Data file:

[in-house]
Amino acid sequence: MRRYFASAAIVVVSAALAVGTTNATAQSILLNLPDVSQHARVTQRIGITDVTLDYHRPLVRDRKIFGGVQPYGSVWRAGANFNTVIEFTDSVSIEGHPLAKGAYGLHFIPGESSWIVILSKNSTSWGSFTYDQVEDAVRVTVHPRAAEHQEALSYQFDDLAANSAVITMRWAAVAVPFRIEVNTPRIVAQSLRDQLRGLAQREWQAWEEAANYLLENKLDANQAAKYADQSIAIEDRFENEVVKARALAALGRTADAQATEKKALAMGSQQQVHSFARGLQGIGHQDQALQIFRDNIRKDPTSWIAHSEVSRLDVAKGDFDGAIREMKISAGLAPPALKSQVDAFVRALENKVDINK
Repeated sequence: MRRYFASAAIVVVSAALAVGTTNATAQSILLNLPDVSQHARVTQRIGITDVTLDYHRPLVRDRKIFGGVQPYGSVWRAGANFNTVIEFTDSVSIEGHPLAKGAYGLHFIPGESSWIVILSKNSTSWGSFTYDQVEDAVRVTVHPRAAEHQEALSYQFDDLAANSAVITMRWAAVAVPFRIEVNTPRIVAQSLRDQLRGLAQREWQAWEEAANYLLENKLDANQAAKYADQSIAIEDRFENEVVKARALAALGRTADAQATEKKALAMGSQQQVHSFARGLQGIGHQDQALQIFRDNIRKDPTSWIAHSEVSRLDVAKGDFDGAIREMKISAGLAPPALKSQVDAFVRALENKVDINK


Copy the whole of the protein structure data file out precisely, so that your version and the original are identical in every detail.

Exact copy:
[in-house]
Amino acid sequence: MRRYFASAAIVVVSAALAVGTTNATAQSILLNLPDVSQHARVTQRIGITDVTLDYHRPLVRDRKIFGGVQPYGSVWRAGANFNTVIEFTDSVSIEGHPLAKGAYGLHFIPGESSWIVILSKNSTSWGSFTYDQVEDAVRVTVHPRAAEHQEALSYQFDDLAANSAVITMRWAAVAVPFRIEVNTPRIVAQSLRDQLRGLAQREWQAWEEAANYLLENKLDANQAAKYADQSIAIEDRFENEVVKARALAALGRTADAQATEKKALAMGSQQQVHSFARGLQGIGHQDQALQIFRDNIRKDPTSWIAHSEVSRLDVAKGDFDGAIREMKISAGLAPPALKSQVDAFVRALENKVDINK
Repeated sequence: MRRYFASAAIVVVSAALAVGTTNATAQSILLNLPDVSQHARVTQRIGITDVTLDYHRPLVRDRKIFGGVQPYGSVWRAGANFNTVIEFTDSVSIEGHPLAKGAYGLHFIPGESSWIVILSKNSTSWGSFTYDQVEDAVRVTVHPRAAEHQEALSYQFDDLAANSAVITMRWAAVAVPFRIEVNTPRIVAQSLRDQLRGLAQREWQAWEEAANYLLENKLDANQAAKYADQSIAIEDRFENEVVKARALAALGRTADAQATEKKALAMGSQQQVHSFARGLQGIGHQDQALQIFRDNIRKDPTSWIAHSEVSRLDVAKGDFDGAIREMKISAGLAPPALKSQVDAFVRALENKVDINK